|It may save lives so it's ethical and hence why we call it "Ethical Torture"|
Heart disease is only the second leading cause of death of Canadians. She won't be satisfied until it surpasses cancer and Aglukkaq doesn't seem to care that heart disease is 1.5 times higher within the Inuit community.
But no, this is about Vic Toews and the decision by the Harper Government™ that CSIS may use intelligence derived from torture.
Sure, he muttered all the traditional arguments that this would be only in 'exceptional circumstances' and that we can't ignore threats when 'Canadian lives and property are at stake'. This all seems really sensible and reasonable until you realize that the scenarios from which this can be beneficial don't exist but the dangers of relying on information derived from torture are very real.
Much of the parliamentarians have argued against this policy decision based on its legality. I'm going to attempt to explain the philosophy behind it.
To begin, I'd point everyone to the Creekside blog and the very necessary point that torture has never proven to yield any intelligence that has protected America from a terrorist attack. But I'll take a different angle on the matter and assume that intelligence can be gleaned from it.
The reason governments shouldn't rely on information derived from torture because it is ipso facto fruit of a poisonous tree.
That is to say, the tree is tainted and consequently the fruit is tainted as well. We know torture to be evil so the results that originate from it are just as toxic. If Canada accepts information derived from torture, it loses its credibility if it were to condemn the practice. And if you can't condemn torture without everyone charging you with hypocrisy, any claim of supporting human rights is tainted. It can only be said that you support human rights when it suits you. You simply can't condemn a regime that tortures people if, as a country, you find some of the information that other torturers provide as valuable.
Canada is now saying torture is not OK unless it yields good results. The only way to find out if the results are "worth it" is by torturing those you believe possess key information. This utilitarian philosophy is used in justifying some of the worst atrocities known to man. In its inception, I'm sure the Khmer Rouge torture of suspected spies was borne out of noble intentions. They were trying to root out the subversive elements within society that could potentially create violence. Seems reasonable enough, no?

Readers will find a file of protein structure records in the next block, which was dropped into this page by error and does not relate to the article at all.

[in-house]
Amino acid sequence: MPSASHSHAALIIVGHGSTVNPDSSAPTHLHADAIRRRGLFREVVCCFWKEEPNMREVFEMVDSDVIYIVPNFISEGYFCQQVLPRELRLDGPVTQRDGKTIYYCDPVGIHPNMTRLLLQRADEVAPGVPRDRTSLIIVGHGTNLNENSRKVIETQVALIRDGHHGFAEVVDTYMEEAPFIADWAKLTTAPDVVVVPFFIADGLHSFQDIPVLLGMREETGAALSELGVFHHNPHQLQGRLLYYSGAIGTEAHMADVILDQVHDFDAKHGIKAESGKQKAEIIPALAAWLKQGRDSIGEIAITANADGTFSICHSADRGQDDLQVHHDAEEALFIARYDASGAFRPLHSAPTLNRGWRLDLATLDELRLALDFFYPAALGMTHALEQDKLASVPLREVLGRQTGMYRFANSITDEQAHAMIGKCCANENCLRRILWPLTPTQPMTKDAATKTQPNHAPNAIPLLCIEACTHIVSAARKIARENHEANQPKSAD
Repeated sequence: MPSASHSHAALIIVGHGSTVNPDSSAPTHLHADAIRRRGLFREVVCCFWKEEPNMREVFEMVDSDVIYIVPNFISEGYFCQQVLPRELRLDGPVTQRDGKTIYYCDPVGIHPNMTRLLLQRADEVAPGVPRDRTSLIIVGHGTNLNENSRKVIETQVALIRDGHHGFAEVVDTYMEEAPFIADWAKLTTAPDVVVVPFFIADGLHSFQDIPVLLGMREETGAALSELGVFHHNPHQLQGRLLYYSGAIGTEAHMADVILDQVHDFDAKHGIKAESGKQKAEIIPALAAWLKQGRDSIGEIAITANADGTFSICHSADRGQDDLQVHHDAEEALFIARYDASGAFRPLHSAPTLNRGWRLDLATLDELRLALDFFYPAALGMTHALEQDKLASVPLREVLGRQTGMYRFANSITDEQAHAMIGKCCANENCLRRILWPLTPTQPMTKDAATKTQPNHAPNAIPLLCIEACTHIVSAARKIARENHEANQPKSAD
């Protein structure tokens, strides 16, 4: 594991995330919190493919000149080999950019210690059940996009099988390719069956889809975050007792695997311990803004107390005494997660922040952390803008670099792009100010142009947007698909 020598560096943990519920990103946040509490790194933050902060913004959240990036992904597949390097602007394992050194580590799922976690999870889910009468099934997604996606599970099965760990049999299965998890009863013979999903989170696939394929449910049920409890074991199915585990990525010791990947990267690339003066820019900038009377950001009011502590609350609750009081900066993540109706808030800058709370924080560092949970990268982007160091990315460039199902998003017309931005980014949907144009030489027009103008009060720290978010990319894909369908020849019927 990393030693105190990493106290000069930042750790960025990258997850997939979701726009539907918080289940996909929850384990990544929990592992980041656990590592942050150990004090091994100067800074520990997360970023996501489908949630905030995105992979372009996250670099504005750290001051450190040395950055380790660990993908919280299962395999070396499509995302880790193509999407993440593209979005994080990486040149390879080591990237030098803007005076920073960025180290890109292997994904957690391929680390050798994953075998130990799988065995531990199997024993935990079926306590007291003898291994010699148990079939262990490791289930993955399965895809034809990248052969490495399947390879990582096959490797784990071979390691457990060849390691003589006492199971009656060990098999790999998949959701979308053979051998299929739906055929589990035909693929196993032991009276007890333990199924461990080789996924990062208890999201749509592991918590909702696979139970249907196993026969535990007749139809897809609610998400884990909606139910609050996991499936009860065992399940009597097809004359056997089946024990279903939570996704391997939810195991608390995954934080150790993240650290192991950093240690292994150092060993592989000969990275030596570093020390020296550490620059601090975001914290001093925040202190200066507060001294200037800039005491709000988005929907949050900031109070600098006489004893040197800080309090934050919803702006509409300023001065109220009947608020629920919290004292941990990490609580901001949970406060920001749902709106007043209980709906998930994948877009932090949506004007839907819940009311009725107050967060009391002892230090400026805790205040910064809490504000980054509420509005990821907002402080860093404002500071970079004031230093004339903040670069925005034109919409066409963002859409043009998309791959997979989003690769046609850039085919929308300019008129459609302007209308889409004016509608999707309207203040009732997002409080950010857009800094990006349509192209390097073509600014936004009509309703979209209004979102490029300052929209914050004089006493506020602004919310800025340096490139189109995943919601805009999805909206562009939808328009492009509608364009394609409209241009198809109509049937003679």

However, if allied countries were to torture people, we'd be forced to ignore it. We can't condemn something when we tacitly approve of its results. And if other countries take Canada's example and look the other way when regimes are committing acts of torture, there will be no repercussions for those governments; no consequences could be imposed on them.
After that comes the utilitarian argument pointing out that if this intelligence will be used to save 500 Canadian lives, will it then be ignored when it will save only 5 lives? How come? Why only 'exceptional circumstances'? If the information is useful to save Canadian lives, why are we using it so sparingly? After all, Dick Cheney notes that 'enhanced interrogation techniques' are "safe, legal and effective".
The next logical step is: why isn't Canada using these methods to protect its citizens instead of depending on other regimes to protect us? If we gladly accept the "benefits", why continue with the charade suggesting that we aren't complicit in all of this and simply expand the practice domestically?
This logic leads down a slippery slope and forces you to take a stand: you do not eat fruits of a poisonous tree. But with the Harper Government™, it seems Canada is willing to look the other way when it comes to torture.
So much for John Baird's affirmation of "no more going along to get along."